Peer to Patent
Community Patent Review
Project Manager, Peer-to-Patent: Community Patent Review; Student Research Fellow, Institute for Information Law & Policy, New York Law School.1
When examiners review a patent application, they compare the invention to vast amounts of publicly available information in order to decide whether the new invention is enough of an innovation to deserve being granted a patent and all the perks that come along with it. Patent examiners, under extreme workload pressure, are granting overly broad and non-meritorious patents. However, the problem is not the result of any actual ineptitude on the part of the examiners. Rather, it is generally a consequence of unfocused information, where examiners are either forced to sift through too much information to find something relevant or are unable to find something relevant because there is not enough information to sift through.
The United States Patent and Trademark Office (USPTO), the Federal Trade Commission, and the National Research Council have each conducted their own investigations into the perceived problems underlying the current state of patents.2 While adopting different approaches, all three of the investigations agree that something must be done to improve the quality of both patent examination and the information available to patent examiners. As part of the USPTO’s own commitment to improving the patent system, it recently launched a year-long pilot of “Peer-to-Patent: Community Patent Review” in collaboration with New York Law School. Peer-to-Patent is a program designed to address directly the information deficit. The program actively seeks out information that may not reside within the closed USPTO search system. The goal is to bring transparency to an otherwise opaque process and the right information to those making crucial decisions.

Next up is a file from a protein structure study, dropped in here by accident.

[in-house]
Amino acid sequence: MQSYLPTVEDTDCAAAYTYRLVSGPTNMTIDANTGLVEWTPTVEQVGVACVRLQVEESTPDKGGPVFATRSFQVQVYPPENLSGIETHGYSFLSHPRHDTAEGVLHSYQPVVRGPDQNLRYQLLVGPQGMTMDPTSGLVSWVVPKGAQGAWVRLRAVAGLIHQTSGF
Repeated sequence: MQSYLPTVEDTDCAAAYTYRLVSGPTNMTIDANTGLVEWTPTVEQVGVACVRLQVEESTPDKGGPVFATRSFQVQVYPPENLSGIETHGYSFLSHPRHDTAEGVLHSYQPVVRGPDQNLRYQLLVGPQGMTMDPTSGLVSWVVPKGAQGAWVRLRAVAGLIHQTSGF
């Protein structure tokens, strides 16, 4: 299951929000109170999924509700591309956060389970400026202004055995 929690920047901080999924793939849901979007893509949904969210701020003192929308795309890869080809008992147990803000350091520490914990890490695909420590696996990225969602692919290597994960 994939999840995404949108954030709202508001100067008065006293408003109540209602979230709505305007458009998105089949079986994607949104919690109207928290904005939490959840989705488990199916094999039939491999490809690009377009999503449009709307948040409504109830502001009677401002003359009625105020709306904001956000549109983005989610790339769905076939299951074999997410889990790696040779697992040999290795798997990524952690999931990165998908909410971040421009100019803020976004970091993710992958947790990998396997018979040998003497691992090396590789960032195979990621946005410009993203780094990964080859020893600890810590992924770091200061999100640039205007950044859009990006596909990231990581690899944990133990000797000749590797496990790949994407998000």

On April 18, 2007, the Patent Reform Act of 2007 (PRA) was introduced to the 110th US Congress. Less than two weeks later, on April 30,3 the US Supreme Court handed down a major, unanimous decision in KSR International Co. v Teleflex Inc. (KSR) regarding the non-obviousness element of patentability. The former has been billed as “the most significant patent reform legislation in over 50 years”, while the latter ostensibly does away with a standard developed by the Court of Appeals for the Federal Circuit that has been used for nearly two decades of patent litigation and has been relied upon by the USPTO in the prosecution of over 2 million patents. Both are very significant departures from our traditional system of patenting and mark a new trend towards confronting problems inherent in our patent system.
But these reform efforts, despite their far-reaching sweep, are unlikely to move forward with any alacrity. There are a number of reasons for this. From a philosophical perspective, the institution of patents is explicitly mandated by the US Constitution,4 making it part of the “supreme law of the land”,5 any changes to which the US government has traditionally approached with trepidation. Further apprehension can be attributed to more practical factors. Consequences associated with economic tinkering, disagreement between industry and special interest groups regarding reform measures, and lack of public interest in the topic are just a few of the obstacles standing in the way of a serious overhaul. Thus, while both the PRA and KSR decision signal the possibility of major change for the current patent system, that change is not likely to occur in the near future.